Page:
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    Property Law Legal Research Blog

    Do Short-Term Vacation Rentals Violate Covenant Prohibiting Commercial Activity or Use?

    Posted by Alistair D. Edwards on Tue, Oct 16, 2018 @ 11:10 AM

    Alistair Edwards—Senior Attorney, National Legal Research Group

                Short-term vacation rentals have become increasingly popular and easier to obtain with the advent of websites such as Airbnb. Now, an owner can simply use such a website to attract potential renters and lease the property to vacationers on a very short-term basis. Some of these rentals can be as short as a one- or two-day rental. However, owners of residential properties that are subject to restrictive covenants are often prohibited from using their properties for commercial activities, uses, or purposes. Does this include renting the property to vacationers on a short-term basis?

            Recently, in Forshee v. Neuschwander, 2018 WI 62, 914 N.W.2d 643 (Wyo. 2018), the Wisconsin Supreme Court considered this exact issue. There, the defendants owned a large house on Hayward Lake in Hayward, Wisconsin. After renovating the house, the defendants began to rent it to vacationers on short-term and long-term bases. Several neighboring property owners objected to the use of the property as a vacation rental and filed suit. The plaintiffs relied on a restrictive covenant that encumbered all of the lots in the subdivision. In particular, the restrictive covenant provided that “[t]here shall be no commercial activity allowed on any of said lots.” Id. & 4, 914 S.W.2d at 761. Finding that the term “commercial activity”—left undefined in the covenant—to be ambiguous, the court held the defendant’s short-term rentals (and long-term rentals) did not violate the covenant:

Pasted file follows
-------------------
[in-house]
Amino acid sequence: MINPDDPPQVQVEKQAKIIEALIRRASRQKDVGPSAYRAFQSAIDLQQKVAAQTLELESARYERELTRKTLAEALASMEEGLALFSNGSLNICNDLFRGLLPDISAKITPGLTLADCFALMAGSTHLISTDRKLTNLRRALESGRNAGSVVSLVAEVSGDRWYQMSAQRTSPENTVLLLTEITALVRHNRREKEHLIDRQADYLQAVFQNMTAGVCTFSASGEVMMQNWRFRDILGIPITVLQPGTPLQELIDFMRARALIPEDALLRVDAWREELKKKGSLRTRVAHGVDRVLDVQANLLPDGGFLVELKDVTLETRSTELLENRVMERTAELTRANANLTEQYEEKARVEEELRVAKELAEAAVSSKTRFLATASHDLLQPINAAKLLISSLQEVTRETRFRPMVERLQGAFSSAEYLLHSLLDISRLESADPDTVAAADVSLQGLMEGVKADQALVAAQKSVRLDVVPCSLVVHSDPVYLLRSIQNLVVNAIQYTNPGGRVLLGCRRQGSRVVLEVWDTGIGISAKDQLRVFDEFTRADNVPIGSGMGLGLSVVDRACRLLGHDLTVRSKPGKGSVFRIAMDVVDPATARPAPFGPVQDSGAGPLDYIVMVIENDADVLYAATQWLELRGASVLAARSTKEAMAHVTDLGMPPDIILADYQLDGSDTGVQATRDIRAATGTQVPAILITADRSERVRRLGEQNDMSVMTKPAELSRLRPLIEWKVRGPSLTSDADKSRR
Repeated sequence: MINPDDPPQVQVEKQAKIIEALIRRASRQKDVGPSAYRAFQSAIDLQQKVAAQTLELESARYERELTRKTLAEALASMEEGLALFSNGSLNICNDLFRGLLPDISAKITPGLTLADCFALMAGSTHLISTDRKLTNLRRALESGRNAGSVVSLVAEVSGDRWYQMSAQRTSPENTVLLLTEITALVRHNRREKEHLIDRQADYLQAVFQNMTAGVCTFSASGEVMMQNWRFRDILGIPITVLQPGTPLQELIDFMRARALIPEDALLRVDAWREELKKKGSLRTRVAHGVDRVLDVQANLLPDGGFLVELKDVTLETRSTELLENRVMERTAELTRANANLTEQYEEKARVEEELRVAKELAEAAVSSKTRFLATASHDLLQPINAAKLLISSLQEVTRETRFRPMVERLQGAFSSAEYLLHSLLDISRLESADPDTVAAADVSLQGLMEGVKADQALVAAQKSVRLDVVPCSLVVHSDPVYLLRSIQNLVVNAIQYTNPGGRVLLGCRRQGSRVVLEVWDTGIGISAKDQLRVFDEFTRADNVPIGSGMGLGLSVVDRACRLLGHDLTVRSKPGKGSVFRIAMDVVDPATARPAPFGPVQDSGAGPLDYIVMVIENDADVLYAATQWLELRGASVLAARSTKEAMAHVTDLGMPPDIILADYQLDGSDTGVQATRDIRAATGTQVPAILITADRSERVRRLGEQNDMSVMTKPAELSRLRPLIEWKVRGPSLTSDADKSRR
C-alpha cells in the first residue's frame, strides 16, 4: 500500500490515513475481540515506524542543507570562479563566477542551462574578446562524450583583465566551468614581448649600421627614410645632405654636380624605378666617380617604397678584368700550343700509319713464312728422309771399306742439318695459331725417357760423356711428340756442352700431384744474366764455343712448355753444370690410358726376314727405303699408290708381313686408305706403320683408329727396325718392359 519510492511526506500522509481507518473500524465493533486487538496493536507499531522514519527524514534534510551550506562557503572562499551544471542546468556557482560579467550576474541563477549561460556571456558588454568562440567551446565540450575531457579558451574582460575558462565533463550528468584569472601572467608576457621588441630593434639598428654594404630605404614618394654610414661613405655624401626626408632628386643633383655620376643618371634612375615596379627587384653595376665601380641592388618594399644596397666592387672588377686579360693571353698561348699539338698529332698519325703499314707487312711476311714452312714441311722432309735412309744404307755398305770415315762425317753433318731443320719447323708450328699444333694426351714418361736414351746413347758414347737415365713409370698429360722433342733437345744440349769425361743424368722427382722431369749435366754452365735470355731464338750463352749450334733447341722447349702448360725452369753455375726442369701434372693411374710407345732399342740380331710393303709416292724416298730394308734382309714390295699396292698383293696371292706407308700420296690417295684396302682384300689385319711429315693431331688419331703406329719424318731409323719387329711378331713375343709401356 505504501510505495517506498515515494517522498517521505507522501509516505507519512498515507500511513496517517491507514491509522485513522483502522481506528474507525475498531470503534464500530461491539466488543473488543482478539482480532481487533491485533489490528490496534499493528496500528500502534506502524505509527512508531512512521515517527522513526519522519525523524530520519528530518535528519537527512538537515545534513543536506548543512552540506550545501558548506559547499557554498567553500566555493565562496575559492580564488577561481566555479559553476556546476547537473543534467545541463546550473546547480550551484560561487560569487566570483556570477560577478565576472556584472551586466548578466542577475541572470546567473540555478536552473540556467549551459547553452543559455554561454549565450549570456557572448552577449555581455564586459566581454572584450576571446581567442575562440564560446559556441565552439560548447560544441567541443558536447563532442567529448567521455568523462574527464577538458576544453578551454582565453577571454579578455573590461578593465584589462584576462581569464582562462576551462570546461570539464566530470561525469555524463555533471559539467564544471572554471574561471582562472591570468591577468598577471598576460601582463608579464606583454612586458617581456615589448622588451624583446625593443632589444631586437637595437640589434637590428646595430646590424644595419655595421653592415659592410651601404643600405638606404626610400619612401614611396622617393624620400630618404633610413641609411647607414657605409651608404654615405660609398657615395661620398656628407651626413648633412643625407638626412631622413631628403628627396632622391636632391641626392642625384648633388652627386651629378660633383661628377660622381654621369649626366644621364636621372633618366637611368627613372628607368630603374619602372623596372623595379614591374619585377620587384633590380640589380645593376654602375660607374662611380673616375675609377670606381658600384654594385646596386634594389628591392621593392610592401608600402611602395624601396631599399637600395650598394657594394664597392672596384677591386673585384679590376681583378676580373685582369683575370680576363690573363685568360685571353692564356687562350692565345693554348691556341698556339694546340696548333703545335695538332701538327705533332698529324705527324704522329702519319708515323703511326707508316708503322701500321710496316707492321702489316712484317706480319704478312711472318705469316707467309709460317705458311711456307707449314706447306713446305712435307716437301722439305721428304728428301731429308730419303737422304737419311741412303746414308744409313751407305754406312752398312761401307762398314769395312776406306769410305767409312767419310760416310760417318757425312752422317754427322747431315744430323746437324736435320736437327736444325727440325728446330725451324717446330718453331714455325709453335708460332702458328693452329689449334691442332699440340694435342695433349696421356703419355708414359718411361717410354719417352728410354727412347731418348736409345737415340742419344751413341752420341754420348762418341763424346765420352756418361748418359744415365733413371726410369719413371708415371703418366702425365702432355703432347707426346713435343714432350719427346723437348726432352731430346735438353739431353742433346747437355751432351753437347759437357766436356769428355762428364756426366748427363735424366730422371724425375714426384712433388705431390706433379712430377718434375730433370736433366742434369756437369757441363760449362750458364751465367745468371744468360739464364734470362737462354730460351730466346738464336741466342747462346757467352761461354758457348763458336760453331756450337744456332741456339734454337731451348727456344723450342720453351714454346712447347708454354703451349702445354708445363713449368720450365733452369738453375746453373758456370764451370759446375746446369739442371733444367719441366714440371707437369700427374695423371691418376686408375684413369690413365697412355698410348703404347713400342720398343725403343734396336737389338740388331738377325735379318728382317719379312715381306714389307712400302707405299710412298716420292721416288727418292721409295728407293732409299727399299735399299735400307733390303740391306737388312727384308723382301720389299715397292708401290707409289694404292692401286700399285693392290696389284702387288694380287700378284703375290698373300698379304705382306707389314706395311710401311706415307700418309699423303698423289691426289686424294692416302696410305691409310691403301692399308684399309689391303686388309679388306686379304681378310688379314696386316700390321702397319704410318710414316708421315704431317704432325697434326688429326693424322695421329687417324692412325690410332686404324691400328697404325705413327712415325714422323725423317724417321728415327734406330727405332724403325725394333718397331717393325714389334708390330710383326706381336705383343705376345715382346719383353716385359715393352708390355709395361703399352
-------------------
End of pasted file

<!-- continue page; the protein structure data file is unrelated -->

We conclude that the term, “commercial activity,” which is undefined in the covenant, is ambiguous. Therefore, we narrowly interpret it and conclude that it does not preclude either short-term or long-term rentals of Neuschwanders' property.

    Id. ¶ 3, 914 N.W.2d at 761. However, it should also be noted that the lead opinion did not command a majority of the Wisconsin Supreme Court. A concurring justice found that the term was unambiguous and that the only activity that occurred on the property was residential rather than commercial in nature. A second concurrence also found that the covenant was unambiguous in that there was no commercial activity “on any” lot. A dissent concluded that short-term vacation rentals constituted commercial activity prohibited by the covenant.

            Therefore, in order to ensure that short-term rentals are prohibited, the drafter of a restrictive covenant should include language expressly prohibiting short-term
    rentals. It may not be sufficient to simply prohibit commercial activities or uses.

    Topics: property law, short-term vacation rental, commercial activity use, restrictive covenant

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